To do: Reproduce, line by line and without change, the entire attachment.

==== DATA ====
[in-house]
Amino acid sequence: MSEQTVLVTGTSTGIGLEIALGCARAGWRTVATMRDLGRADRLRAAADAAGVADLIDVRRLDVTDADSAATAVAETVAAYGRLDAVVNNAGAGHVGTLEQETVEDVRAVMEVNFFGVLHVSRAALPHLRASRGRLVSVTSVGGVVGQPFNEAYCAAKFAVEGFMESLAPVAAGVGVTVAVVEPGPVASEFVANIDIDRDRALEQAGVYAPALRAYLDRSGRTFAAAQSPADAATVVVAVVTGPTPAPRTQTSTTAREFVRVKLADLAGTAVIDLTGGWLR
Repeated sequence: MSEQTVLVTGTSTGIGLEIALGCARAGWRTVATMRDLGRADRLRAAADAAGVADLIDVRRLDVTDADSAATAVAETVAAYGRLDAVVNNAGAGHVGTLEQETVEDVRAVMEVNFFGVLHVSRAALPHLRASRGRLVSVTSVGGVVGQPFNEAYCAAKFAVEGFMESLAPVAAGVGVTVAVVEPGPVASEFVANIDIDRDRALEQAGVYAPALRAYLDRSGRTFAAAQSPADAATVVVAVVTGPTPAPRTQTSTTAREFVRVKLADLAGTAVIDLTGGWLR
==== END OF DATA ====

[in-house]
Amino acid sequence: MSEQTVLVTGTSTGIGLEIALGCARAGWRTVATMRDLGRADRLRAAADAAGVADLIDVRRLDVTDADSAATAVAETVAAYGRLDAVVNNAGAGHVGTLEQETVEDVRAVMEVNFFGVLHVSRAALPHLRASRGRLVSVTSVGGVVGQPFNEAYCAAKFAVEGFMESLAPVAAGVGVTVAVVEPGPVASEFVANIDIDRDRALEQAGVYAPALRAYLDRSGRTFAAAQSPADAATVVVAVVTGPTPAPRTQTSTTAREFVRVKLADLAGTAVIDLTGGWLR
Repeated sequence: MSEQTVLVTGTSTGIGLEIALGCARAGWRTVATMRDLGRADRLRAAADAAGVADLIDVRRLDVTDADSAATAVAETVAAYGRLDAVVNNAGAGHVGTLEQETVEDVRAVMEVNFFGVLHVSRAALPHLRASRGRLVSVTSVGGVVGQPFNEAYCAAKFAVEGFMESLAPVAAGVGVTVAVVEPGPVASEFVANIDIDRDRALEQAGVYAPALRAYLDRSGRTFAAAQSPADAATVVVAVVTGPTPAPRTQTSTTAREFVRVKLADLAGTAVIDLTGGWLR